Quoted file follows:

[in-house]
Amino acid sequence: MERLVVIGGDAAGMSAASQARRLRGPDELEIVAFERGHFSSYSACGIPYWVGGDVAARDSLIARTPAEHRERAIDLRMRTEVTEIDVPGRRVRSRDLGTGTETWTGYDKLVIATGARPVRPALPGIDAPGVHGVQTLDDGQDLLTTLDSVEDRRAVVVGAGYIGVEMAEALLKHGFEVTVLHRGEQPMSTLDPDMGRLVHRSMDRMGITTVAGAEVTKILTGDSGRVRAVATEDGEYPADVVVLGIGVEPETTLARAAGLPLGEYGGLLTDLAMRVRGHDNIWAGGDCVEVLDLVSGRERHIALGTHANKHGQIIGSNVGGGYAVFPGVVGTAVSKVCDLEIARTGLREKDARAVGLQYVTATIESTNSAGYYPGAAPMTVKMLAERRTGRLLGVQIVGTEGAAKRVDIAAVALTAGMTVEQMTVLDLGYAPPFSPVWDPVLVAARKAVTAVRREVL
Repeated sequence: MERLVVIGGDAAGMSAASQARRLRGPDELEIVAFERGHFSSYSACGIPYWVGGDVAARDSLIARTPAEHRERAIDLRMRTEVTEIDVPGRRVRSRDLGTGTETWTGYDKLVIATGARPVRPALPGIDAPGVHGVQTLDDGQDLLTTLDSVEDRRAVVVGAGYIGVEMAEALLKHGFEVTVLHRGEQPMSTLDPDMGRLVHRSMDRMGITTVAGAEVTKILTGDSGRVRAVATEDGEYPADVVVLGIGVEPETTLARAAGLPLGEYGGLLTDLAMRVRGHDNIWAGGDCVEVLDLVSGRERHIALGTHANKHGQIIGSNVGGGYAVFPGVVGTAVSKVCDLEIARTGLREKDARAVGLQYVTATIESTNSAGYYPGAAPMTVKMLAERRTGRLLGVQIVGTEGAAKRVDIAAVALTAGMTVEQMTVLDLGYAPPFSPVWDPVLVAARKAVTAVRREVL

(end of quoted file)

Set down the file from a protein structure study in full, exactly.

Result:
[in-house]
Amino acid sequence: MERLVVIGGDAAGMSAASQARRLRGPDELEIVAFERGHFSSYSACGIPYWVGGDVAARDSLIARTPAEHRERAIDLRMRTEVTEIDVPGRRVRSRDLGTGTETWTGYDKLVIATGARPVRPALPGIDAPGVHGVQTLDDGQDLLTTLDSVEDRRAVVVGAGYIGVEMAEALLKHGFEVTVLHRGEQPMSTLDPDMGRLVHRSMDRMGITTVAGAEVTKILTGDSGRVRAVATEDGEYPADVVVLGIGVEPETTLARAAGLPLGEYGGLLTDLAMRVRGHDNIWAGGDCVEVLDLVSGRERHIALGTHANKHGQIIGSNVGGGYAVFPGVVGTAVSKVCDLEIARTGLREKDARAVGLQYVTATIESTNSAGYYPGAAPMTVKMLAERRTGRLLGVQIVGTEGAAKRVDIAAVALTAGMTVEQMTVLDLGYAPPFSPVWDPVLVAARKAVTAVRREVL
Repeated sequence: MERLVVIGGDAAGMSAASQARRLRGPDELEIVAFERGHFSSYSACGIPYWVGGDVAARDSLIARTPAEHRERAIDLRMRTEVTEIDVPGRRVRSRDLGTGTETWTGYDKLVIATGARPVRPALPGIDAPGVHGVQTLDDGQDLLTTLDSVEDRRAVVVGAGYIGVEMAEALLKHGFEVTVLHRGEQPMSTLDPDMGRLVHRSMDRMGITTVAGAEVTKILTGDSGRVRAVATEDGEYPADVVVLGIGVEPETTLARAAGLPLGEYGGLLTDLAMRVRGHDNIWAGGDCVEVLDLVSGRERHIALGTHANKHGQIIGSNVGGGYAVFPGVVGTAVSKVCDLEIARTGLREKDARAVGLQYVTATIESTNSAGYYPGAAPMTVKMLAERRTGRLLGVQIVGTEGAAKRVDIAAVALTAGMTVEQMTVLDLGYAPPFSPVWDPVLVAARKAVTAVRREVL